For risks of disturbance with fat tails, impacts will come primarily from a relatively few number of events, such as catastrophic fires, which could tax the buffer system. If risks among projects have small positive correlations (micro-correlations), normal risk-management techniques, such as geographic diversification through the aggregation of individual projects, may not adequately address the problem. The problem with traditional buffers could be exacerbated further if the risks are tail-dependent, which could result in high losses from two separate impacts, such as wildfires and pest infestations For this reason, accounting for risk in individual projects but not the portfolio as a whole could lead policymakers to assume more reversal risk than they intend.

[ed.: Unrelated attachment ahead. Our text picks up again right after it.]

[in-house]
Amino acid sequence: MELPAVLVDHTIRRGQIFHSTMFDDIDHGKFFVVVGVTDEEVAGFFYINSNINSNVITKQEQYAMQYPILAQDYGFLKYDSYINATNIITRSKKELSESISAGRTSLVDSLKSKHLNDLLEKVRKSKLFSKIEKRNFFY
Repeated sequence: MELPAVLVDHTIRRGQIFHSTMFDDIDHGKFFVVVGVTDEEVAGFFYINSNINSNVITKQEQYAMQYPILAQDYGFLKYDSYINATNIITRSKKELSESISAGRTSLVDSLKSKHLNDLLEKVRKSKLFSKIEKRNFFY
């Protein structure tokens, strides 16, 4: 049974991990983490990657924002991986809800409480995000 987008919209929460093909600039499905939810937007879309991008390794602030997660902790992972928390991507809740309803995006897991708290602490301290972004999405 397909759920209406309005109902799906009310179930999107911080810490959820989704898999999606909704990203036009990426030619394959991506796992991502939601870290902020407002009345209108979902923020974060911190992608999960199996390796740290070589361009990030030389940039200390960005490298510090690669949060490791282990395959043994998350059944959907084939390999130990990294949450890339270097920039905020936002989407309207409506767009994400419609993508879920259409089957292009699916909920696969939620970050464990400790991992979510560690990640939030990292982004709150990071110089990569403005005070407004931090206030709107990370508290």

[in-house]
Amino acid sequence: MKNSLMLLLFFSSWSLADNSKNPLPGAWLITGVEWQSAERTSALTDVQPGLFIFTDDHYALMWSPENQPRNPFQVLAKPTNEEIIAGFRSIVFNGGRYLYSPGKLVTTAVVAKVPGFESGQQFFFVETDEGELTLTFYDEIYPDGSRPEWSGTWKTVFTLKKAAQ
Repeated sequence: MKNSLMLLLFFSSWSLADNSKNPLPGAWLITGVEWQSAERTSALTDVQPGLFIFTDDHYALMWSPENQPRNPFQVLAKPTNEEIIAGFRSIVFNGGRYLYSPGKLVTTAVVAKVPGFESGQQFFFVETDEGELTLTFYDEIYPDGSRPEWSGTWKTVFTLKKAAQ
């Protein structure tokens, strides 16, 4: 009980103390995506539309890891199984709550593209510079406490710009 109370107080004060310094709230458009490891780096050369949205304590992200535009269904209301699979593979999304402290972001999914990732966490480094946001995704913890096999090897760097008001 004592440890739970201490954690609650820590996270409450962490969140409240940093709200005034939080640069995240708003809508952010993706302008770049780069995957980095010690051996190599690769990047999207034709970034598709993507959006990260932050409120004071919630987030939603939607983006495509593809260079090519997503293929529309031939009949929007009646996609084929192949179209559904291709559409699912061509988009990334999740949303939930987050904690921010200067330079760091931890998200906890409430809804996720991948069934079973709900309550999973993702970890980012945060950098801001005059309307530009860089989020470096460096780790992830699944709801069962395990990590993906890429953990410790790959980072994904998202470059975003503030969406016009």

How can dependencies be addressed? It might appear that the simplest option is to simply increase the size of the buffer. For instance, an offsets program facing one or more of these types of risks could use the buffer to be prepared for a worst-case scenario loss of carbon. But while the risk of such a significant loss of carbon is real, it may also be extremely rare. It may therefore be impractical, given the huge increase in cost this would imply, to require project developers to set aside high percentages of their offset credits to guard against relatively small, though still significant, risks of reversals. In addition, no program will be entirely risk free, and enormously large buffers that drive up costs could discourage investment in forest offset projects.